Roxen captain back in Estonia, reports health problems
The captain of an Estonian fishing trawler, the Roxen, which was impounded in Russia's Kaliningrad exclave in May, has returned to Estonia after being released. He still faces court hearings over the matter, however.
The captain, named as Rezo Kimmel, was seized by Russian authorities together with his crew on May 10, after straying into Russian waters. The Roxen was carrying a full complement of 340 tons of fish, due to be offloaded in Denmark, when it was apprehended by Russian security personnel. About 7.5 tons of fish, mostly sprat, had been caught in Russian waters, and the company and crew faced charges of illegal fishing.
Following negotiations with the Haapsalu-based company owning the vessel, Morobell, and involving an Estonian consul and the foreign ministry, the Roxen, which flew under the Finnish flag under EU fishing quota rules, was released, as was the crew, on June 25, after posting bail of €700,000. However, Kimmel was detained further, with his release announced last week.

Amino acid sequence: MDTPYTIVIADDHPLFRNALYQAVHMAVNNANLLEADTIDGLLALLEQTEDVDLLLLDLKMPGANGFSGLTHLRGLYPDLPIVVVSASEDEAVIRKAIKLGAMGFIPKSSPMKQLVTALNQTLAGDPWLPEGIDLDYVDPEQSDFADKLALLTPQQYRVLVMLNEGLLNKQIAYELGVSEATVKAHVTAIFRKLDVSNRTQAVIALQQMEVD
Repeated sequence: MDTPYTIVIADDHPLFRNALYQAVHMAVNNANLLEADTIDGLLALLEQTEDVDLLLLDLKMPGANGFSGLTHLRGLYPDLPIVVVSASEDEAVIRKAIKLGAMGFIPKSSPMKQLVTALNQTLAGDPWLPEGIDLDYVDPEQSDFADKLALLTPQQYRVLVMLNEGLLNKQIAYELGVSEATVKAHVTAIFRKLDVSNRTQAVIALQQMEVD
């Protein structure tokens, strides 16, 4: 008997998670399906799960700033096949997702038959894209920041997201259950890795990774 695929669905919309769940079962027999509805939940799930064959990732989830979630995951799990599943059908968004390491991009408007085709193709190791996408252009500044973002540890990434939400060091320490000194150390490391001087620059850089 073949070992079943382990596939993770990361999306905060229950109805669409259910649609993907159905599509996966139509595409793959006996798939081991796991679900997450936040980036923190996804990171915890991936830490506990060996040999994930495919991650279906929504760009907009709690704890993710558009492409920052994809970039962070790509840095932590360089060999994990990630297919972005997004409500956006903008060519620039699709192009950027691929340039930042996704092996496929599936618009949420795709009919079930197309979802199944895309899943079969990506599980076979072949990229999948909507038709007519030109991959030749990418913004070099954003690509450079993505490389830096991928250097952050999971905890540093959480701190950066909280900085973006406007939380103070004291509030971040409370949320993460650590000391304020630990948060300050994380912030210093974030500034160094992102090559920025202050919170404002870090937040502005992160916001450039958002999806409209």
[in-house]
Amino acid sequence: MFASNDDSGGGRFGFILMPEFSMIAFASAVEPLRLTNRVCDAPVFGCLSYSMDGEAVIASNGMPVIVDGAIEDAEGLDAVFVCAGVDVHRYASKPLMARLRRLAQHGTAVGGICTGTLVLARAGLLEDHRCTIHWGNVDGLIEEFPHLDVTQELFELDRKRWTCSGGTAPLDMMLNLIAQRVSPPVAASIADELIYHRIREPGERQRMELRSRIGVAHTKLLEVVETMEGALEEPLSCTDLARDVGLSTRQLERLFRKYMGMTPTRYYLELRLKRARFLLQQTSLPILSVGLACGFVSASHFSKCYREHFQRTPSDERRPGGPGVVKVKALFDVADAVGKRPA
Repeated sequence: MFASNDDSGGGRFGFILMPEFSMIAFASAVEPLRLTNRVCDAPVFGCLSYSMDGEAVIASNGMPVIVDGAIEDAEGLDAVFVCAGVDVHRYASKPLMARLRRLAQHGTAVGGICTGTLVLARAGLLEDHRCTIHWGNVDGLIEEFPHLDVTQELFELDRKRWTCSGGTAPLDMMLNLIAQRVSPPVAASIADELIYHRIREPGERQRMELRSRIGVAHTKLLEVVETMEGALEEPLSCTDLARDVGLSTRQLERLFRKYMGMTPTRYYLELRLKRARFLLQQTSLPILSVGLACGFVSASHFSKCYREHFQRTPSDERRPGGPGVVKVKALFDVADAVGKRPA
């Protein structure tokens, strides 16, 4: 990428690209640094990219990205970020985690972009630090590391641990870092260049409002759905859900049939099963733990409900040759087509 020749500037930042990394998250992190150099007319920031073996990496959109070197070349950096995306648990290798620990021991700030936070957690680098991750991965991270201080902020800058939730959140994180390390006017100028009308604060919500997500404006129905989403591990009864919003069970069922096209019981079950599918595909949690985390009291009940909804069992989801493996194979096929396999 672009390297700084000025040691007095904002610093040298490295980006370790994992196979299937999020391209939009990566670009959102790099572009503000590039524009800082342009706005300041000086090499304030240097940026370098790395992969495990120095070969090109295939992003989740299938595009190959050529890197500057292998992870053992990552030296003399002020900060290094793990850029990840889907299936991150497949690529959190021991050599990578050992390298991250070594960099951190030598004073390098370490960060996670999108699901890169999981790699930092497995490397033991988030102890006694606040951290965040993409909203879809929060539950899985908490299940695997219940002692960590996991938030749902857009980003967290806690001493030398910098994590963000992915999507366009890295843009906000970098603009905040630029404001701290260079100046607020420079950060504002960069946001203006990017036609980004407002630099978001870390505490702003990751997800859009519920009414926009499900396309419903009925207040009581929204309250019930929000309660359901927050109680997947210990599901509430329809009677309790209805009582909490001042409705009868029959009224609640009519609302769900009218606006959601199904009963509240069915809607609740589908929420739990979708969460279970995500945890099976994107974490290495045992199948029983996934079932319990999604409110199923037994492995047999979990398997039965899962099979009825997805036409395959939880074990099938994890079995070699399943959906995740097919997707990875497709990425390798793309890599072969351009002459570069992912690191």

The Roxen's catch had obviously spoiled over the intervening period, and was discarded.
Kimmel himself was reportedly additionally hit with a 50 million ruble (approximately €707,700) civil action for illegal fishing, by the Kaliningrad Oblast prosecutor's office.
Troubles not over
Speaking on Kanal 2 current affairs show Reporter, Kimmel said that his detention in Kalingingrad had been exhausting and his troubles were still far from over, BNS reports.
"The court hearings have yet to be held, it's not sure when they will take place - the decision has not yet been put together. But hopefully, we'll manage," Kimmel said.
Kimmel added that he experienced blood pressure and heart problems while detained and had also undergone medical examinations.
"I actually thought I should go to hospital, get some treatment, but with the way things turned out in the end, I'll be treated at home," he added.
Morobell and now Kimmel himself have said that faulty navigational aids were responsible for inadvertently drifting into Russian waters while the trawl net was still functioning.
Kimmel had been incarcerated in a hotel located in the suburbs of Kaliningrad, additionally being required to phone the Russian Border Service twice a day to confirm his presence at the hotel. He was able to leave the building only by prior agreement.
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Editor: Andrew Whyte